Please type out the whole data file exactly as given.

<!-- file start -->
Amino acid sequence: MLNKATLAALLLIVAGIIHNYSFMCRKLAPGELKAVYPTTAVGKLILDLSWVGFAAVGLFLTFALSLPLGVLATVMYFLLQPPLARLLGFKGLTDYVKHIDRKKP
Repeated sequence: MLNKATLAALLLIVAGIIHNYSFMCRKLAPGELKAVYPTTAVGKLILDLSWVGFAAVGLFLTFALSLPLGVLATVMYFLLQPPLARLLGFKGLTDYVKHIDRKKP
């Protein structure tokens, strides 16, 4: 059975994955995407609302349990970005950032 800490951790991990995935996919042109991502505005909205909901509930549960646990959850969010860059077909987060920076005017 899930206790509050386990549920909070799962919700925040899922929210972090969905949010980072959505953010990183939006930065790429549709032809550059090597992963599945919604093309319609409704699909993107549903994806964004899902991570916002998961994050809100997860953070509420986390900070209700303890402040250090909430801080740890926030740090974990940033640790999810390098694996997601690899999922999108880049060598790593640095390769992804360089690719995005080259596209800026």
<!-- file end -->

Amino acid sequence: MLNKATLAALLLIVAGIIHNYSFMCRKLAPGELKAVYPTTAVGKLILDLSWVGFAAVGLFLTFALSLPLGVLATVMYFLLQPPLARLLGFKGLTDYVKHIDRKKP
Repeated sequence: MLNKATLAALLLIVAGIIHNYSFMCRKLAPGELKAVYPTTAVGKLILDLSWVGFAAVGLFLTFALSLPLGVLATVMYFLLQPPLARLLGFKGLTDYVKHIDRKKP
């Protein structure tokens, strides 16, 4: 059975994955995407609302349990970005950032 800490951790991990995935996919042109991502505005909205909901509930549960646990959850969010860059077909987060920076005017 899930206790509050386990549920909070799962919700925040899922929210972090969905949010980072959505953010990183939006930065790429549709032809550059090597992963599945919604093309319609409704699909993107549903994806964004899902991570916002998961994050809100997860953070509420986390900070209700303890402040250090909430801080740890926030740090974990940033640790999810390098694996997601690899999922999108880049060598790593640095390769992804360089690719995005080259596209800026």